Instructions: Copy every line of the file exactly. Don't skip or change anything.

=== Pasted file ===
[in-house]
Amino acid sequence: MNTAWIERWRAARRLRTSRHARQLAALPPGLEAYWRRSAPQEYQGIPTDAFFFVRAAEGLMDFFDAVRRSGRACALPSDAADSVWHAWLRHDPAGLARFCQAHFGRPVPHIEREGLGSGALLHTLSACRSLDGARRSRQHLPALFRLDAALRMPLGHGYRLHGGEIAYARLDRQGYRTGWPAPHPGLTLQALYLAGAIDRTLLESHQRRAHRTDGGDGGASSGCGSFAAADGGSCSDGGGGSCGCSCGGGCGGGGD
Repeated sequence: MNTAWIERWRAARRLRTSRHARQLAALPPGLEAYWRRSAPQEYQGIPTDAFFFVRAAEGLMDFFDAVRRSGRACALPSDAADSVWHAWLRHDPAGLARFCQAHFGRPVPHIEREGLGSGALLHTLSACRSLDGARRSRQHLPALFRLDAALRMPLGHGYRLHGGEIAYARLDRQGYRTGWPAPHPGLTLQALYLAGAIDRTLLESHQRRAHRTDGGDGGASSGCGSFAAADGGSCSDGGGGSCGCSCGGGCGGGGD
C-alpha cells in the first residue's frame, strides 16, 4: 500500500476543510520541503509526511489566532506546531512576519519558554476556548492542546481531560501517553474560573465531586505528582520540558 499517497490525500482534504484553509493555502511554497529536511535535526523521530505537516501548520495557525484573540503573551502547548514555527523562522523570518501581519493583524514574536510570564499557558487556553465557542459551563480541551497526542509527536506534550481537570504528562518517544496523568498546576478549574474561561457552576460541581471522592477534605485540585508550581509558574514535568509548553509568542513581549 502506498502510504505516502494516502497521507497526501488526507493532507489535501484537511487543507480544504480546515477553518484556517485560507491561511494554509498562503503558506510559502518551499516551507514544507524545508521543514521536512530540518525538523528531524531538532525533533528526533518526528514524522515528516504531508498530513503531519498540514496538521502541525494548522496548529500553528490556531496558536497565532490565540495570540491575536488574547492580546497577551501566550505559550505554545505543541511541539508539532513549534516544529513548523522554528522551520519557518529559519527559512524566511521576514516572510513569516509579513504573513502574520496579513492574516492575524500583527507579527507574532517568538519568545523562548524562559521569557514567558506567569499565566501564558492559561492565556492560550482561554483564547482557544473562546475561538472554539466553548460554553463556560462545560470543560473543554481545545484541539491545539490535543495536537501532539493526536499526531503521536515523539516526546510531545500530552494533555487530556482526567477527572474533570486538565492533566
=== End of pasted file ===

[in-house]
Amino acid sequence: MNTAWIERWRAARRLRTSRHARQLAALPPGLEAYWRRSAPQEYQGIPTDAFFFVRAAEGLMDFFDAVRRSGRACALPSDAADSVWHAWLRHDPAGLARFCQAHFGRPVPHIEREGLGSGALLHTLSACRSLDGARRSRQHLPALFRLDAALRMPLGHGYRLHGGEIAYARLDRQGYRTGWPAPHPGLTLQALYLAGAIDRTLLESHQRRAHRTDGGDGGASSGCGSFAAADGGSCSDGGGGSCGCSCGGGCGGGGD
Repeated sequence: MNTAWIERWRAARRLRTSRHARQLAALPPGLEAYWRRSAPQEYQGIPTDAFFFVRAAEGLMDFFDAVRRSGRACALPSDAADSVWHAWLRHDPAGLARFCQAHFGRPVPHIEREGLGSGALLHTLSACRSLDGARRSRQHLPALFRLDAALRMPLGHGYRLHGGEIAYARLDRQGYRTGWPAPHPGLTLQALYLAGAIDRTLLESHQRRAHRTDGGDGGASSGCGSFAAADGGSCSDGGGGSCGCSCGGGCGGGGD
C-alpha cells in the first residue's frame, strides 16, 4: 500500500476543510520541503509526511489566532506546531512576519519558554476556548492542546481531560501517553474560573465531586505528582520540558 499517497490525500482534504484553509493555502511554497529536511535535526523521530505537516501548520495557525484573540503573551502547548514555527523562522523570518501581519493583524514574536510570564499557558487556553465557542459551563480541551497526542509527536506534550481537570504528562518517544496523568498546576478549574474561561457552576460541581471522592477534605485540585508550581509558574514535568509548553509568542513581549 502506498502510504505516502494516502497521507497526501488526507493532507489535501484537511487543507480544504480546515477553518484556517485560507491561511494554509498562503503558506510559502518551499516551507514544507524545508521543514521536512530540518525538523528531524531538532525533533528526533518526528514524522515528516504531508498530513503531519498540514496538521502541525494548522496548529500553528490556531496558536497565532490565540495570540491575536488574547492580546497577551501566550505559550505554545505543541511541539508539532513549534516544529513548523522554528522551520519557518529559519527559512524566511521576514516572510513569516509579513504573513502574520496579513492574516492575524500583527507579527507574532517568538519568545523562548524562559521569557514567558506567569499565566501564558492559561492565556492560550482561554483564547482557544473562546475561538472554539466553548460554553463556560462545560470543560473543554481545545484541539491545539490535543495536537501532539493526536499526531503521536515523539516526546510531545500530552494533555487530556482526567477527572474533570486538565492533566